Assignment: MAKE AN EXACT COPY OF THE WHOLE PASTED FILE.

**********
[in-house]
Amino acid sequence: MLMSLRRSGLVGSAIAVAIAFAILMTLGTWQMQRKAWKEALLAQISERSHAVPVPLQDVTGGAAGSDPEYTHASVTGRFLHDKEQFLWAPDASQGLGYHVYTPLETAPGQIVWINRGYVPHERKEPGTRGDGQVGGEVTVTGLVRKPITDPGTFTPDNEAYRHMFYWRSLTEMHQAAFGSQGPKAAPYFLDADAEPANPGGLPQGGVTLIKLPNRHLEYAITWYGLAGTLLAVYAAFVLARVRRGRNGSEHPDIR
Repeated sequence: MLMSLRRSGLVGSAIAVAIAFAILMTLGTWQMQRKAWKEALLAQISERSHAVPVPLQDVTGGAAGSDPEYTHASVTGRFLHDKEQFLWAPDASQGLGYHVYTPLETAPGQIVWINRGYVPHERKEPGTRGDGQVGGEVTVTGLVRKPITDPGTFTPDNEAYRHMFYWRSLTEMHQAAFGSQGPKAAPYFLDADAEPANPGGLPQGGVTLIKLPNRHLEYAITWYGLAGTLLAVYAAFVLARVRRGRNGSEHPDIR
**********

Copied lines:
[in-house]
Amino acid sequence: MLMSLRRSGLVGSAIAVAIAFAILMTLGTWQMQRKAWKEALLAQISERSHAVPVPLQDVTGGAAGSDPEYTHASVTGRFLHDKEQFLWAPDASQGLGYHVYTPLETAPGQIVWINRGYVPHERKEPGTRGDGQVGGEVTVTGLVRKPITDPGTFTPDNEAYRHMFYWRSLTEMHQAAFGSQGPKAAPYFLDADAEPANPGGLPQGGVTLIKLPNRHLEYAITWYGLAGTLLAVYAAFVLARVRRGRNGSEHPDIR
Repeated sequence: MLMSLRRSGLVGSAIAVAIAFAILMTLGTWQMQRKAWKEALLAQISERSHAVPVPLQDVTGGAAGSDPEYTHASVTGRFLHDKEQFLWAPDASQGLGYHVYTPLETAPGQIVWINRGYVPHERKEPGTRGDGQVGGEVTVTGLVRKPITDPGTFTPDNEAYRHMFYWRSLTEMHQAAFGSQGPKAAPYFLDADAEPANPGGLPQGGVTLIKLPNRHLEYAITWYGLAGTLLAVYAAFVLARVRRGRNGSEHPDIR